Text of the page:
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Is Call Out Culture Toxic or Necessary?
October 25, 2018
Social media star Kelvin Peña, most commonly known as “Brother Nature” on Twitter, is loved by many online users for his funny videos surrounding multiple animals that he’s gotten to know and love. His most viral one involves a deer he names Canela, and him joking around with the wild deer.
Recently, old tweets of his have been dug up from 2012 where he made multiple offensive tweets. Most of these are ignorant, racist, and some are even anti-Semitic. Twitter users showed no mercy and called him out, cancelling (the act of not supporting someone anymore) him for his actions. His disgusting tweets are a perfect reason to not support him anymore; however, Peña at the time was only 14 when he made these. Peña immediately went onto Twitter with an apology to his followers and everyone affected by his past tweets, stating that he was an ignorant little boy on social media and grew from the person he was once before.
Although I’m not defending what was said in those tweets, I think Peña really was genuine and sincere with his apology and doesn’t deserve any backlash after his apology but not everyone thinks so.
That’s when “calling out” someone becomes an issue. People tend to jump on the bandwagon of hating someone just because everyone else seems to. This hate continues even after the person has changed and hasn’t slipped up since they were called out. This is the situation with Brother Nature.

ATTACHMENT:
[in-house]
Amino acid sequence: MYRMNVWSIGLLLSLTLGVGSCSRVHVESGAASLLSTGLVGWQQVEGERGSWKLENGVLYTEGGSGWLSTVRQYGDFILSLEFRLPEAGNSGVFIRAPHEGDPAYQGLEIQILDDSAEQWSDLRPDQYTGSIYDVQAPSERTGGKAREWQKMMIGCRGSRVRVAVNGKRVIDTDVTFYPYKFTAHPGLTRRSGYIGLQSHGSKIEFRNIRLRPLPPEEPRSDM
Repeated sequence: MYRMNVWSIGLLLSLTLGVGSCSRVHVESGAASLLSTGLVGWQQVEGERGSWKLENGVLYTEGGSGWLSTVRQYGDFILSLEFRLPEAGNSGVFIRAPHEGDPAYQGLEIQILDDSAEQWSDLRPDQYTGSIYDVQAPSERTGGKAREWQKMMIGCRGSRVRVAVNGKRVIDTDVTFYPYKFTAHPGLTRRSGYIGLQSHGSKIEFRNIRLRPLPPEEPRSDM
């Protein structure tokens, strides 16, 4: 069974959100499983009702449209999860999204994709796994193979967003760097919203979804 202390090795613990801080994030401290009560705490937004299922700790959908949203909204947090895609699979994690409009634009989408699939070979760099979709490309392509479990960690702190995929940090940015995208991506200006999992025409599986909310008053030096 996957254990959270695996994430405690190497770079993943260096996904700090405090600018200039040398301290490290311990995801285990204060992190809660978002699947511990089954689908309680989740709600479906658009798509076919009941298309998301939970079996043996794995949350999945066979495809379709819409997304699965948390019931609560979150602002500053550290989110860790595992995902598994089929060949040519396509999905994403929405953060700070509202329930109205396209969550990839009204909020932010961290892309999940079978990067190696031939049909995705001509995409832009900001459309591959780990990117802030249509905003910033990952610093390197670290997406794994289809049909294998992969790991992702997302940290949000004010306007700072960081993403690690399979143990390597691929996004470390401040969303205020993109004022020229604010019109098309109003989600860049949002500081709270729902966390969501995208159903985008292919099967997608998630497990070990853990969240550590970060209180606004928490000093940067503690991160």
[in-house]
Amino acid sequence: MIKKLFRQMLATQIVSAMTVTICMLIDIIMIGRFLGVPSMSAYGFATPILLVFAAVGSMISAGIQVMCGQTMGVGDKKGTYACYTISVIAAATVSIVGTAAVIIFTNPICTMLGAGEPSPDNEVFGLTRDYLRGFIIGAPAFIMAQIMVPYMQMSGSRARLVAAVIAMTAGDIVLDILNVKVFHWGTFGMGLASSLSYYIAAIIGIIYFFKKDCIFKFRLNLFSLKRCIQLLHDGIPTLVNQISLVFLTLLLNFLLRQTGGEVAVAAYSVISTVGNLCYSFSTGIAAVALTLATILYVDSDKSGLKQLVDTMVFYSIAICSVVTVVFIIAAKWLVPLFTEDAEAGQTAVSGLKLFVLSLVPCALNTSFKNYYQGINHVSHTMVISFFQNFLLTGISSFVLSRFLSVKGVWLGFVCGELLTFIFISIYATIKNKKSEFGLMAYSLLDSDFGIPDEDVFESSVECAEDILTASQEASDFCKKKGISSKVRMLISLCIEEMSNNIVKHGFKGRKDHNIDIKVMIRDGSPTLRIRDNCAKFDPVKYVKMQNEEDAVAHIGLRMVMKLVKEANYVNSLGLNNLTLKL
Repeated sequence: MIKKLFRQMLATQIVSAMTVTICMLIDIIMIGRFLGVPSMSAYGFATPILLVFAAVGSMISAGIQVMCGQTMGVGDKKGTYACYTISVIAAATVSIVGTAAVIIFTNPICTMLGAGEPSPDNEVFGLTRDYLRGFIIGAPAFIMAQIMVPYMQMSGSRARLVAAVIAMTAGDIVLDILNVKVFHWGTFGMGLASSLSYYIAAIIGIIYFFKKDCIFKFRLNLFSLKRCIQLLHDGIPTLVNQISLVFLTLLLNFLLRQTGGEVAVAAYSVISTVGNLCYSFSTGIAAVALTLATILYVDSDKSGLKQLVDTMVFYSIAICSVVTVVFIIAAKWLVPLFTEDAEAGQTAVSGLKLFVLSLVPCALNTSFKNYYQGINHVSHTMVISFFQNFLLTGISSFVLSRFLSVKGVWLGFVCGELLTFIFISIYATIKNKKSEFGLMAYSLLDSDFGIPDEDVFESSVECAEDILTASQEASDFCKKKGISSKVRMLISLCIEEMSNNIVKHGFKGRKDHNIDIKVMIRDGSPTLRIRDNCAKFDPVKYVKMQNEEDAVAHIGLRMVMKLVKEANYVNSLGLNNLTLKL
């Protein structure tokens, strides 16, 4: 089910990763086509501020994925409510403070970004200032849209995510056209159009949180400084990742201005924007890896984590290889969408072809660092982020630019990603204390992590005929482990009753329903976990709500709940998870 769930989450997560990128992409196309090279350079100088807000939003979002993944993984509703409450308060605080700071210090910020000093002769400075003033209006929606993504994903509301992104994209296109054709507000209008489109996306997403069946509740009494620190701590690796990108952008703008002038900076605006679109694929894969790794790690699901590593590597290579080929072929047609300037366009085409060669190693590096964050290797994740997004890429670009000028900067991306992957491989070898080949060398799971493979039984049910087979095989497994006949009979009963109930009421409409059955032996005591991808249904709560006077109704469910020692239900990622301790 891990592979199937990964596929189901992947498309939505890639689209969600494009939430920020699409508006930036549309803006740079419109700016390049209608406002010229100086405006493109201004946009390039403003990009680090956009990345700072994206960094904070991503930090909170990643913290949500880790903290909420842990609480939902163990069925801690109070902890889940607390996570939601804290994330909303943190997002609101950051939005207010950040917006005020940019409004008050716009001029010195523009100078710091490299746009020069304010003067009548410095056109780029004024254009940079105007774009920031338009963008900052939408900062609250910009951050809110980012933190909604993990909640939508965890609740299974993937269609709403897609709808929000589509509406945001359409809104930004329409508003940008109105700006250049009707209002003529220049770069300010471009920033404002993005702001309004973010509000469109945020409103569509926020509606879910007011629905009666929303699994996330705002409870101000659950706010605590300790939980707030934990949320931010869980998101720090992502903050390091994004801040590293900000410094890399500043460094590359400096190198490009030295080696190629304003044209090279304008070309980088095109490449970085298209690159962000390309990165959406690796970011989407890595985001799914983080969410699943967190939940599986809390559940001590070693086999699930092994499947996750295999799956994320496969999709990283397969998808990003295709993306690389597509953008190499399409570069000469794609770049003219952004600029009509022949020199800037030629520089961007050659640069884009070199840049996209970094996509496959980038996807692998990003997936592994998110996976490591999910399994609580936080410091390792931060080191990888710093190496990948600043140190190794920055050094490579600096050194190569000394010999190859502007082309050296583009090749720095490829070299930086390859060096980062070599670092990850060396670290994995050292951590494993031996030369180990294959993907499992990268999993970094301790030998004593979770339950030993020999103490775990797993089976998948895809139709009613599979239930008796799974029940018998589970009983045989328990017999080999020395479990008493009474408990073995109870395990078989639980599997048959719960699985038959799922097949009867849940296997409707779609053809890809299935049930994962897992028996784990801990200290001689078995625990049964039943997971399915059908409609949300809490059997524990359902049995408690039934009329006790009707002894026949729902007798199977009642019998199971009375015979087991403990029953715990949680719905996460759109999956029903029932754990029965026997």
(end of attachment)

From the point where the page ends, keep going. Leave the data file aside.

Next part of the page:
On the other hand, there are people who deserve all the backlash even after they’ve been called out.
Popular makeup artist, Jeffree Star, is notorious for always having scandals on social media. Around last year, he was called out for a video he made a while back where he made disgusting remarks towards a black woman. Social media obviously did not take a liking to this and many began to unsubscribe from his YouTube channel and boycott his makeup line. After some time, Star uploaded a long video where he apologized for everything he has done and said in the past. There were still some people wary about him, like me, but he apologized. Surely he’s not capable of making the same mistake after the Internet attacked him?
It turns out he didn’t learn his lesson. Recent private messages leaked where he called Jackie Aina, a popular black makeup artist, a gorilla. Immediately, social media users went after him.
I think calling out someone is necessary to educate them on their problematic actions and to prevent ignorance from others. However, it can become toxic when people keep bringing it up even after the person has apologized and clearly changed.
At the end of the day, we’ve all made stupid mistakes in our lives and learned from them. Calling out someone will still continue but people need to understand that people can change. So, it is best not to be hypocritical and only come after those that continue to live in ignorance.
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